Shortly after 1000 A.D. the peoples of western Mexico discovered how to work with metals and began making copper bells and other metal trade items to send with traders up the coastline and across the Sierra Madre to trade for Turquoise with the Hohokam and the Anasazi Indians in exchange for their metal works.

As Natives began to find large Turquoise deposits in Arizona and Nevada, Turquoise trade with between the Toltec Empire and the Anazazi's from Pueblo Bonito began to diminish and as more Turquoise came into circulation, trade collapsed.  Around 1100 A.D., a civil war destroyed the Toltec Empire and there was no longer a demand for Turquoise by the Toltecs. Trade with western Mexico must have not been active enough to support the economy that had been developed amongst the Anazazis.

By 1200 AD, the Chaco Canyon center and most of the settlements of the Anasazi civilization were entirely deserted. They moved to the Rio Grande Valley and a few other desert river areas of, what we now call New Mexico, to establish several Pueblos. 

The great Turquoise road over the Mexican High Sierra was soon forgotten, except for Mexican rumors of the Spaniards and the 7 cities of gold to the north.

Pueblo Bonito

The above photo is a recreation showing Pueblo Bonito as it must have looked at the height of the Anasazi Turquoise trade period of 1000 A.D. Pueblo Bonito was abandoned around 1300 AD. At that time, about 1,000 people lived in the 600 rooms in the Pueblo. The Pueblo had terraces where Medicine Men as well as visitors to the Pueblo would gather for religious and trade events. It is a fact that a Medicine Man had no power or influence if he was not well decorated in Turquoise.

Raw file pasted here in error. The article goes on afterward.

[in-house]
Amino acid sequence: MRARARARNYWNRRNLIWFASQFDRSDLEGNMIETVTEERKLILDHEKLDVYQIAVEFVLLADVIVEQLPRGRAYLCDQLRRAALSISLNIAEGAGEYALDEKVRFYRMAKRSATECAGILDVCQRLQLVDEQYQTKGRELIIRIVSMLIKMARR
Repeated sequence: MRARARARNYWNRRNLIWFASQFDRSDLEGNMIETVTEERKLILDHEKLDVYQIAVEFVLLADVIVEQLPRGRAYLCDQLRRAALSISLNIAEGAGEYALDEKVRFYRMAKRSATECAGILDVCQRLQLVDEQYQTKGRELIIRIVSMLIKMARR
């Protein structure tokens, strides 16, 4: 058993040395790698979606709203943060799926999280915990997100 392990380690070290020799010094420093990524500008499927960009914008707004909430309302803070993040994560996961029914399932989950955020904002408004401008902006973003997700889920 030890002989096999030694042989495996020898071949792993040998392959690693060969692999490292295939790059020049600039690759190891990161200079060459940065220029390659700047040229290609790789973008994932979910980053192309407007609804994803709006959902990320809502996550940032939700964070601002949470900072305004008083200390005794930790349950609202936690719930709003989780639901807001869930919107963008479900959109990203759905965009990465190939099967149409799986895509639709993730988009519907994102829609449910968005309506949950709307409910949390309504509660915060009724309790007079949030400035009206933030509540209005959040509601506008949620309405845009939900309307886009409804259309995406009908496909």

Below, amulets of Turquoise have been found in Yucatan tombs. It is believed the many pieces of Turquoise found in the sacred well of Chichen Itza were thrown there as propitiatory offerings to the gods. This famous pyramid is called Temple de Kukulkan, at the center of the Temple is a throne in the shape of a jaguar painted in red with inlays of jade and shells. On the top of this throne an offering of corals, silex knives and a disc ornamented with Turquoise mosaics.

Ancient Turquoise Beads

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We hope you have enjoyed our presentation on Anasazi Turquoise and have gained some useful knowledge from it. We invite you to learn more about Turquoise and Turquoise Jewelry by following the links in our Learning Center to other informational pages that we have written on different topics related to Turquoise Jewelry. In addition, we would like to invite you to join our E-Mail Newsletter - about once every other month we send out a Newsletter to inform our members of what's happening with Durango Silver Company, new products, specials for our members and more. We also have a monthly drawing from our member base to give away free Turquoise Jewelry from our company. Please take a moment to become one of our friends by signing in below. - See more at: